"We want to celebrate whatever we can with regards to where the company comes from, and that is Korea, what we might call the K factor," said Christopher Chapman, chief designer of Hyundai Design North America, speaking of the G90, the flagship for Hyundai's new luxury brand. "We're on this journey now of identifying what great things Korean culture has to offer that we can infuse into the car."
The rear seat of the G90 features a business-class-style seat designed specifically to make a Korean tycoon feel a sense of serenity in a crowded urban environment. The G90 interior is dominated by strong horizontal lines designed to create a feeling of calm.
This car is for a Korean chairman of the board, says Andrew Moir, interior design manager for Hyundai Design North America. "He wants to be very comfortable in back." It doesn't hurt that customers in China are big on rear-seat amenities also.
The Volvo S90 comes with a shifter knob made of Swedish crystal "that is really all about showing off Sweden's heritage in glass-making and crystal," said Tisha Johnson, a Volvo senior director of design. An elegant, architectural, metallic spline runs the full length of the dash and frames a vertical, tablet-size infotainment screen, designed to evoke clean Scandinavian themes.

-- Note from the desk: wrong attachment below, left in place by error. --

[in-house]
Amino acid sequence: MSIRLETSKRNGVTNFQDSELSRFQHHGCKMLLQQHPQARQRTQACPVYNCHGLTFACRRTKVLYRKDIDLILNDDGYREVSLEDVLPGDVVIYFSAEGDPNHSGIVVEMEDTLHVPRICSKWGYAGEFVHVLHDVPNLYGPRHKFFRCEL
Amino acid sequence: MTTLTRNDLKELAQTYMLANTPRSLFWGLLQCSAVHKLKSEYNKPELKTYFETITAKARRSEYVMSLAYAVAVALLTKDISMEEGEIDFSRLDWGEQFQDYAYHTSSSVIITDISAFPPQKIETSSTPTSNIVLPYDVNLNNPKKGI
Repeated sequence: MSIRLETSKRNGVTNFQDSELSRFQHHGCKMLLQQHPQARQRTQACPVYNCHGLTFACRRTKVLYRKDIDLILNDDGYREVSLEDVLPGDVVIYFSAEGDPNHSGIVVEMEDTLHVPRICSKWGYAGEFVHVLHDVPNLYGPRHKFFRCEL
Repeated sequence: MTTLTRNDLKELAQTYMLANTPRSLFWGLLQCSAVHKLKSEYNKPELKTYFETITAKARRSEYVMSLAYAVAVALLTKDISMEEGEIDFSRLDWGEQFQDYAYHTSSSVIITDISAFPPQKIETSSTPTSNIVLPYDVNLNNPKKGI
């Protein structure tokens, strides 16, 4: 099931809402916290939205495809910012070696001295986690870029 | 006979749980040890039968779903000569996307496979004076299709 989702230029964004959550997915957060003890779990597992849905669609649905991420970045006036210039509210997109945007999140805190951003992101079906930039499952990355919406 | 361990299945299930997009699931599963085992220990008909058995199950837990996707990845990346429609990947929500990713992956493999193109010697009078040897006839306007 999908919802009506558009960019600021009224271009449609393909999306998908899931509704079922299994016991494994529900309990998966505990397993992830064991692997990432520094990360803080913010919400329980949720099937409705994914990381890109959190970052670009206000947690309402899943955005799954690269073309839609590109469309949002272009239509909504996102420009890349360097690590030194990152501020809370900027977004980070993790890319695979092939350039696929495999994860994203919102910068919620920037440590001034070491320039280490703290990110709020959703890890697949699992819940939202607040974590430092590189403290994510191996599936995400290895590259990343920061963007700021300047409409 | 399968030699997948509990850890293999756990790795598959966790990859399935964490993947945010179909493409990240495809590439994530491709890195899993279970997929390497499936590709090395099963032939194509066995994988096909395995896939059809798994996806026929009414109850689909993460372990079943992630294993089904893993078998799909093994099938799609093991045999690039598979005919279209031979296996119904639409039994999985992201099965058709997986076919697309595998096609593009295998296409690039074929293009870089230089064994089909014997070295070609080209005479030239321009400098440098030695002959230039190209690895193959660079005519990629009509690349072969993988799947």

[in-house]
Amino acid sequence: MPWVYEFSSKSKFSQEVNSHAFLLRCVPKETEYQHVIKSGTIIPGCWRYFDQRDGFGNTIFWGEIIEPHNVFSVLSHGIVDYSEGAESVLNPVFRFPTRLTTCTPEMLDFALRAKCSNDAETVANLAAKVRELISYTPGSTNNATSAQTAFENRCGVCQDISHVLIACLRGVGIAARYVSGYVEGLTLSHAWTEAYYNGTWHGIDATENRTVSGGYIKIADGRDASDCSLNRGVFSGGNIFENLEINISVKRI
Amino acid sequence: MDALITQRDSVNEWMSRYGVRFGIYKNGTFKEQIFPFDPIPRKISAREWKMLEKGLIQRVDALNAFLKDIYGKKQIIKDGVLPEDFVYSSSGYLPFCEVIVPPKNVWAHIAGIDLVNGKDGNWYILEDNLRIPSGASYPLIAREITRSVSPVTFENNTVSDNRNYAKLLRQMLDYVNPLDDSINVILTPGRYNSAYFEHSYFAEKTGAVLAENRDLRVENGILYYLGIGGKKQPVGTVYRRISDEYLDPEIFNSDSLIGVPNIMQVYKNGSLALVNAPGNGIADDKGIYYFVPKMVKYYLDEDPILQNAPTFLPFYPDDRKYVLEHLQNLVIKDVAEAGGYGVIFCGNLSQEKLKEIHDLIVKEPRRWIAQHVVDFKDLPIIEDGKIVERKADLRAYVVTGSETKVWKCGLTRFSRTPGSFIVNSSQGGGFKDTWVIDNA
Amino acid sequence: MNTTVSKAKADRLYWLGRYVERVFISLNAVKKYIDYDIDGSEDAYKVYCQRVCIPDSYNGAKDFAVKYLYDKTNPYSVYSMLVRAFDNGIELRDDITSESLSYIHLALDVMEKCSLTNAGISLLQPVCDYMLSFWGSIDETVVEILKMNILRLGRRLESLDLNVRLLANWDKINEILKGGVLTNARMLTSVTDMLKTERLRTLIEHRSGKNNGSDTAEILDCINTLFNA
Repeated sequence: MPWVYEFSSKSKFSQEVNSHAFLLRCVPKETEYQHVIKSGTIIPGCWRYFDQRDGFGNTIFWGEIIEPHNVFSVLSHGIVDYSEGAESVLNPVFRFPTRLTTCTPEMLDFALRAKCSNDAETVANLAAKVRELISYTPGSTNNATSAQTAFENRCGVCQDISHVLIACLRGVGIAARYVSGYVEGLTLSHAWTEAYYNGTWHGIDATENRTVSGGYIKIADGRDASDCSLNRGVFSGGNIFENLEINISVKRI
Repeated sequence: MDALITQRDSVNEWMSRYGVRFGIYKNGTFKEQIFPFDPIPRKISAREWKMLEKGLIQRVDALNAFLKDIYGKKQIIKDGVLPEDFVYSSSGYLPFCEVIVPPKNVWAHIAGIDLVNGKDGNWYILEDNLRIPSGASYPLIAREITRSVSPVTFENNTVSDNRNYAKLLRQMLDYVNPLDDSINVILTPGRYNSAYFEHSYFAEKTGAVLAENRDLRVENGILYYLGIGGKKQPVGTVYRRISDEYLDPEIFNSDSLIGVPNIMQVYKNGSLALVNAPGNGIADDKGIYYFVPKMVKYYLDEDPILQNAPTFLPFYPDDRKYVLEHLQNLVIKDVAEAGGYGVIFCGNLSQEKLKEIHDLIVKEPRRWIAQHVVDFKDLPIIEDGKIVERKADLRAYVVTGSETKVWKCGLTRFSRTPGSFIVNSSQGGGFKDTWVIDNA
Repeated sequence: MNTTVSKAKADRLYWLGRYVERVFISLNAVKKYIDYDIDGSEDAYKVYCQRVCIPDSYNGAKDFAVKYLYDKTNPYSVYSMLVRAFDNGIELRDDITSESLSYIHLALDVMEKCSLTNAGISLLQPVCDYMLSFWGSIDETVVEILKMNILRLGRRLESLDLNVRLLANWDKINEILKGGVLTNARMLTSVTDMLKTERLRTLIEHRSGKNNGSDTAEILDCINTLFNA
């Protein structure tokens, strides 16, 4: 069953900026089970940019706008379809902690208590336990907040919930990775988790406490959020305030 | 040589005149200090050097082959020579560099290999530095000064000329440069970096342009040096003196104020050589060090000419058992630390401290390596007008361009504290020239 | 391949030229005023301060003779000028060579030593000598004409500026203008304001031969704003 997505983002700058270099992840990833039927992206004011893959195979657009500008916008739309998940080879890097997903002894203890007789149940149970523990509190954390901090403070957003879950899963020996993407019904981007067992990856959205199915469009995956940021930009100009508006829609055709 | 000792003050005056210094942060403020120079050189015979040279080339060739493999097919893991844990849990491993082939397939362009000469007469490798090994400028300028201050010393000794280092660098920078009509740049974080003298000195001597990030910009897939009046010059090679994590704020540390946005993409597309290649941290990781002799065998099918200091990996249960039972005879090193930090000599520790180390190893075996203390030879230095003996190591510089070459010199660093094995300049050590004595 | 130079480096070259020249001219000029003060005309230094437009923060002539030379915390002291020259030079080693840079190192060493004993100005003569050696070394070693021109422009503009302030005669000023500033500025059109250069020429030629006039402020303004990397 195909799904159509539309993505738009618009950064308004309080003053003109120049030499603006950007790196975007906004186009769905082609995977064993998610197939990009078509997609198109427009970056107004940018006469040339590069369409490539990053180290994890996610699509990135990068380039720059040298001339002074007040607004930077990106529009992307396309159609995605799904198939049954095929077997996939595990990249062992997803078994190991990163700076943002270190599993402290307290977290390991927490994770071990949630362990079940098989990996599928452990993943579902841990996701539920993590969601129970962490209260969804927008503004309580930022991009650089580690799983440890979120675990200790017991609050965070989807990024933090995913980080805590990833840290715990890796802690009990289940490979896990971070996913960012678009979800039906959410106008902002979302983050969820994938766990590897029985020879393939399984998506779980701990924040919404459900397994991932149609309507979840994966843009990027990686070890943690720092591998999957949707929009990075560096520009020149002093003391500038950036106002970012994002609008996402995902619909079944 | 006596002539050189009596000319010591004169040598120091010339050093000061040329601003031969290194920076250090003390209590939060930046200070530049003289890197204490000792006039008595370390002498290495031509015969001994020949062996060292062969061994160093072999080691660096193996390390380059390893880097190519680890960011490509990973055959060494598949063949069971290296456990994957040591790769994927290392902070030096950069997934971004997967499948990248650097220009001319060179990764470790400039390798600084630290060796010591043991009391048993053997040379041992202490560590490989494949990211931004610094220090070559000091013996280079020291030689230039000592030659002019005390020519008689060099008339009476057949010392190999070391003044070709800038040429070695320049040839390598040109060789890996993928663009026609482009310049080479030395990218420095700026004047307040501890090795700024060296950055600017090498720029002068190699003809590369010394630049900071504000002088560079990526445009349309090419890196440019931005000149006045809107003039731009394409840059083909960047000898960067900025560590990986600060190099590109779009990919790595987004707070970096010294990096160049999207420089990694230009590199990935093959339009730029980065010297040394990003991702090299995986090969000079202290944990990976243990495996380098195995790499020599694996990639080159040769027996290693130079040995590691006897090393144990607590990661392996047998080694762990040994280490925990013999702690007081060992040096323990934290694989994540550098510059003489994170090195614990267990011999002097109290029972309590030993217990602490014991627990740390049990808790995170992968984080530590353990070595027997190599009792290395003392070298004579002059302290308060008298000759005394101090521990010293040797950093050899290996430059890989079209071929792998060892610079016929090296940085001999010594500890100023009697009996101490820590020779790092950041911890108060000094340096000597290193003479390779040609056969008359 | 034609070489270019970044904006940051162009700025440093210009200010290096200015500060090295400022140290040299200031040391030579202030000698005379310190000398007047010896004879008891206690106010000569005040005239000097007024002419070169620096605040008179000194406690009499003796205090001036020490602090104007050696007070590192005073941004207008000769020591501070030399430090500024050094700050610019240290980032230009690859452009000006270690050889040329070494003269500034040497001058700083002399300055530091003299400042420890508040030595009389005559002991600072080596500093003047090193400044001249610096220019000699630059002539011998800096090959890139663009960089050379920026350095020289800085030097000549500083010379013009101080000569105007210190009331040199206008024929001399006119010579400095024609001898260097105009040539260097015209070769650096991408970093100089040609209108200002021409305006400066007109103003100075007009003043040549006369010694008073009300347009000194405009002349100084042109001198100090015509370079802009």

And the Lincoln Continental will be offered in a Black Label trim model called Rhapsody, in hom-age to the great American composer George Gershwin, who wrote Rhapsody in Blue. The seats, steering wheel and interior trim panels are swathed in blue leather.
"We got inspired by George Gershwin. He did a very good composition combining jazz and classical together," said Soo Kang, Lincoln's interior design chief. The Continental features a 30-way customizable seat.
Anne Asensio, vice president of design experience at Dassault Systemes in Paris and former executive director of advance design at General Motors, says interior design is of paramount importance in luxury these days.
"You need to bring the interior into the same level of the exterior. Volvo is considering the interior equal or beyond the exterior.
"The guidelines are being defined by the Germans," she said. To get on the same level "is a big step, and it takes a long time."
Asensio felt the Volvo came closest to offering a coherent alternative to the Germans, saying, "It's a very quiet, very refined, very controlled design. It is so straightforward. It is really, really Volvo."
Stewart Reed, chairman of the Department of Transportation Design at Art Center College of Design in Pasadena, Calif., says that with warp-speed change in technology and the rapid evolution of materials, interiors are changing more rapidly than any other area of the car. That's why interiors are no longer considered the "B team" by design students at schools such as Art Center College, Reed says.
"It's just absolutely wonderful what is possible now," he said. "There's no more complex or challenging part of a car than the interior."